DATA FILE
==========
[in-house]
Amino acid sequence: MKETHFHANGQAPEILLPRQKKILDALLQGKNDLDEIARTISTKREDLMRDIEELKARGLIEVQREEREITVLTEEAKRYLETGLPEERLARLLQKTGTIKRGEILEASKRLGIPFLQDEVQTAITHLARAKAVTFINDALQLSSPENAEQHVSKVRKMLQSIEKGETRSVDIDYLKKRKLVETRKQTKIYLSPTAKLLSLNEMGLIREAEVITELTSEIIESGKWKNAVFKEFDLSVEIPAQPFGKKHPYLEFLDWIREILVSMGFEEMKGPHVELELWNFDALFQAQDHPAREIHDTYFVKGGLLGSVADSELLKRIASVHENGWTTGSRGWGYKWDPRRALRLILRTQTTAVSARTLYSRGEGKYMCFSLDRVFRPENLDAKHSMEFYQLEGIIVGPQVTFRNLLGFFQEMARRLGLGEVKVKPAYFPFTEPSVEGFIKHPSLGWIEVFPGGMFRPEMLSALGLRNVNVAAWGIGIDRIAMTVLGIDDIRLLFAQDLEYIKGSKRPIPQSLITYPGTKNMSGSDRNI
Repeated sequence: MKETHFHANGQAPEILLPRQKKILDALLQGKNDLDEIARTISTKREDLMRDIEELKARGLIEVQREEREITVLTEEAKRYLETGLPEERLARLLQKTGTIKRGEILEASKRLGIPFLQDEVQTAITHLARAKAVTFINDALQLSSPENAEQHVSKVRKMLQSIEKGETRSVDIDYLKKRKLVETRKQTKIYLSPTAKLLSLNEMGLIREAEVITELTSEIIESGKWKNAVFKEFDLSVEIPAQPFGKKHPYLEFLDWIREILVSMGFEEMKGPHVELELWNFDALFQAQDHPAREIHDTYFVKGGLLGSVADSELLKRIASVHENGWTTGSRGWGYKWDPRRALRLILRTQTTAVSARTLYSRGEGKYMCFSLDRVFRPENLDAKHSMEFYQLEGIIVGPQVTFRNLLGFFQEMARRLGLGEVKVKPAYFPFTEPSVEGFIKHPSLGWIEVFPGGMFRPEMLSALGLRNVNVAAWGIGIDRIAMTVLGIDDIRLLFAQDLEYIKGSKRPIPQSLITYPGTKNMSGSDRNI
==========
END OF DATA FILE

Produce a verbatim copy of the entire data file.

[in-house]
Amino acid sequence: MKETHFHANGQAPEILLPRQKKILDALLQGKNDLDEIARTISTKREDLMRDIEELKARGLIEVQREEREITVLTEEAKRYLETGLPEERLARLLQKTGTIKRGEILEASKRLGIPFLQDEVQTAITHLARAKAVTFINDALQLSSPENAEQHVSKVRKMLQSIEKGETRSVDIDYLKKRKLVETRKQTKIYLSPTAKLLSLNEMGLIREAEVITELTSEIIESGKWKNAVFKEFDLSVEIPAQPFGKKHPYLEFLDWIREILVSMGFEEMKGPHVELELWNFDALFQAQDHPAREIHDTYFVKGGLLGSVADSELLKRIASVHENGWTTGSRGWGYKWDPRRALRLILRTQTTAVSARTLYSRGEGKYMCFSLDRVFRPENLDAKHSMEFYQLEGIIVGPQVTFRNLLGFFQEMARRLGLGEVKVKPAYFPFTEPSVEGFIKHPSLGWIEVFPGGMFRPEMLSALGLRNVNVAAWGIGIDRIAMTVLGIDDIRLLFAQDLEYIKGSKRPIPQSLITYPGTKNMSGSDRNI
Repeated sequence: MKETHFHANGQAPEILLPRQKKILDALLQGKNDLDEIARTISTKREDLMRDIEELKARGLIEVQREEREITVLTEEAKRYLETGLPEERLARLLQKTGTIKRGEILEASKRLGIPFLQDEVQTAITHLARAKAVTFINDALQLSSPENAEQHVSKVRKMLQSIEKGETRSVDIDYLKKRKLVETRKQTKIYLSPTAKLLSLNEMGLIREAEVITELTSEIIESGKWKNAVFKEFDLSVEIPAQPFGKKHPYLEFLDWIREILVSMGFEEMKGPHVELELWNFDALFQAQDHPAREIHDTYFVKGGLLGSVADSELLKRIASVHENGWTTGSRGWGYKWDPRRALRLILRTQTTAVSARTLYSRGEGKYMCFSLDRVFRPENLDAKHSMEFYQLEGIIVGPQVTFRNLLGFFQEMARRLGLGEVKVKPAYFPFTEPSVEGFIKHPSLGWIEVFPGGMFRPEMLSALGLRNVNVAAWGIGIDRIAMTVLGIDDIRLLFAQDLEYIKGSKRPIPQSLITYPGTKNMSGSDRNI